3 Critical Things Small Business Owners Neglect


What are three critical things that small business owners and operators neglect?

The first is not having a strategic and business planwhere they define the ultimate objective of the enterprise. The Late Professor Randy Pausch commented in one of his last lectures “if there is no plan there is nothing to manage”.

The second is neglecting the primary reporting systemof the business. I refer here to the accounting system. This is in fact the “sexiest” and most valuable system in a business. I can hear readers cry out – “Only an accountant could say that!!!”, read on and you’ll discover why.

The accounting system provides the information the manager needs to make informed decisions. Decisions made without current and accurate information have no substance and are at best guesses. Decisions made with the benefit of well prepared, timely and accurate reports have good ground to stand on and are more likely to be good decisions.

Thirdly owner operators neglect operating systemsin general. Activities in a poorly run business are done in an ad hoc fashion, on a needs basis, and are usually not carried out in any consistent fashion.

Why is it important to owner operators to recognise these shortcomings?

Businesses are almost always established with the intention to make money and build an asset. The return on investment and ultimate value of the business depends on these factors and how well they are conducted throughout the life of the business.

Businesses that have the highest returns and residual value are those that were built with the primary thought that the business will ultimately be sold. Businesses which are built this way have a strong planning culture, an efficient and effective reporting (feedback) system and are based on systems that interlock and deliver consistent results.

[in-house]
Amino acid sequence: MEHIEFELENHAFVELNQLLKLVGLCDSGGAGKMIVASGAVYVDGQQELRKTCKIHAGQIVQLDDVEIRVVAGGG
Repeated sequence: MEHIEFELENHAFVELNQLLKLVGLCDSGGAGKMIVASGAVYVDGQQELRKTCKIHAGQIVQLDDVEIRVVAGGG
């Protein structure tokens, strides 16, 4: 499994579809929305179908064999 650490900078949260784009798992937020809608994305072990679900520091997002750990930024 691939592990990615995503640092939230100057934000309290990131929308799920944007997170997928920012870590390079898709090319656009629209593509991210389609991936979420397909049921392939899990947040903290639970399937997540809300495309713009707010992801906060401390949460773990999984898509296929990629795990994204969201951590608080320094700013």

When small business operators seek professional help these are factors that are frequently low down the list of priorities of the owner/operator.

The operator is, as Michael Gerber so neatly describes in his book “The E-Myth Revisited”, so busy doing his work that these very important areas are neglected.

Business planning is seen “as a waste of time and energy because nothing works out like the plan anyway’, paraphrasing clients comments I have received over the years. They fail to realise that the business plan of today is a very flexible program that enables the manager to “change horses” if the conditions don’t suit the “nag” he’s on. The strategic plan will have “other horses in the stable” to bring out to meet the new conditions and enable him to reach the destination he planned at the start of the period.

Many business operators see the accounting system as being there to report income and expenses to taxing authorities and as having little internal value. The reporting system frequently is ignored until the pain from the threat of fines or worse hits the businessman for not meeting statutory obligations. Then it’s a mad rush to catch up and management information is so out of date that it is virtually meaningless.

As for systems, these are usually carried in the heads of the various role players in the enterprise. They may be passed on from employee to employee and research has shown that this is not a reliable way to achieve consistent results in a business. Is it any wonder that no two items produced are the same, inconsistency is the order of the day, and that there are inexplicable cost blowouts or volatile expenses incurred to the untrained eye.